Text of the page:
This test measures the amount of glucose, or blood sugar, is in your cerebrospinal fluid (CSF), the fluid that surrounds the brain and spinal cord. People with serious infections that have reached the brain or spinal cord usually have lower glucose levels in their CSF than healthy people do.
This test is usually part of an overall look at CSF to help diagnose a central nervous system disorder or infection. Normally, your brain is protected from any germs in your bloodstream by a thin barrier. But when you're sick, this blood-brain barrier can become leaky, allowing bacteria and other substances to pass through. Bacteria, viruses, and other germs can then reach your spinal cord and brain, which could cause brain swelling and nervous system infection.
You are likely to have this test if you have symptoms of a possible brain or central nervous system infection. These include:
Sensitivity to light
Changes in consciousness
Neck so stiff that it's difficult to bend forward
Babies also often have their CSF tested if a doctor suspects they have a serious infection that could cause swelling and damage the brain.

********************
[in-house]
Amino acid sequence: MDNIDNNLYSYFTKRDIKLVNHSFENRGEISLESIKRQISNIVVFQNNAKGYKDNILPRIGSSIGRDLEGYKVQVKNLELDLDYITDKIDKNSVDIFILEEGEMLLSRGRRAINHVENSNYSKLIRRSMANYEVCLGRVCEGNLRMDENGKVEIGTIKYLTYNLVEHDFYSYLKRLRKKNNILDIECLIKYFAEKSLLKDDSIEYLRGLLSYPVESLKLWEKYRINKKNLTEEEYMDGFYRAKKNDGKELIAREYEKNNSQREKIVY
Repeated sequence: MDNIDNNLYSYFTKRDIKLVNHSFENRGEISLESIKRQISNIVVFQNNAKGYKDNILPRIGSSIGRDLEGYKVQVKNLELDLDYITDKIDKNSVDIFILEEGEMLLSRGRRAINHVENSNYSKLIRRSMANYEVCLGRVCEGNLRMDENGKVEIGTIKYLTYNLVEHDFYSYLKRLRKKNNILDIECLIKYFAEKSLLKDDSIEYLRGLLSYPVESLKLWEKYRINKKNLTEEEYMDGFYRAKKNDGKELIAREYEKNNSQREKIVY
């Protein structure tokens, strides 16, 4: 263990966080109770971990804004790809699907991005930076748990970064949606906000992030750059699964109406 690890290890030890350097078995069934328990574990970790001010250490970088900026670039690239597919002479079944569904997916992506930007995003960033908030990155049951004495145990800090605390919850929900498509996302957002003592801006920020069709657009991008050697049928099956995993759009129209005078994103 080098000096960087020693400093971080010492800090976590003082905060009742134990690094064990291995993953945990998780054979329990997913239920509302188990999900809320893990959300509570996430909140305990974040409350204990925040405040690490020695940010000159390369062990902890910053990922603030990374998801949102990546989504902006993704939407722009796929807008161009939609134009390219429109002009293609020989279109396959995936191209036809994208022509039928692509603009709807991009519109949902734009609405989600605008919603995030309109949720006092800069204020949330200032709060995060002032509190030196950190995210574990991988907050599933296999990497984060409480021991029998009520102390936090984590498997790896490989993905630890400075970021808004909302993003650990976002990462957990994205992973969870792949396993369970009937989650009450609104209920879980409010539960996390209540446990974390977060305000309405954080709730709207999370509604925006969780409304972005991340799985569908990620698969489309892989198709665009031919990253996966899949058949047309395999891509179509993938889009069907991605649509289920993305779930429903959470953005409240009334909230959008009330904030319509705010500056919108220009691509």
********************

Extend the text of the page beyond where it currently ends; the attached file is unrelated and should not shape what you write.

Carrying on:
Your doctor may also order other tests on the CSF sample, depending on what condition you have. These tests include:
Bacterial Gram stain and culture. The laboratory grows a culture from a CSF sample to find out whether you have an infection.
Viral culture of CSF
CSF-blood glucose ratio
CSF protein concentration
CSF leukocyte , or white blood cell, count. It's usually high if you have an infection.
Many things may affect your lab test results. These include the method each lab uses to do the test. Even if your test results are different from the normal value, you may not have a problem. To learn what the results mean for you, talk with your health care provider.
Results are given in milligrams per deciliter (mg/dL) or millimoles per liter (mmol/L). Normal levels of glucose in the CSF are 50 to 80 mg/dL, or 2.8 to 4.4 mmol/L. This level should be about 60 percent of the glucose level in your blood. If it is not, you may have an infection.
Your doctor will look at your CSF glucose level along with the other CSF tests, and possibly other tests, to better understand what your results mean.
This test requires obtaining a sample of your cerebrospinal fluid. Your doctor will take the sample through a lumbar puncture, using a thin needle. The needle will be pushed into your lower back, and fluid will be removed.
A lumbar puncture, or LP, carries these possible risks:
Some medications, foods, and beverages may affect the results.
Your doctor may ask you not to eat or drink for four hours before the test. Be sure your doctor knows about all medicines, herbs, vitamins, and supplements you are taking. This includes medicines that don't need a prescription and any illicit drugs you may use.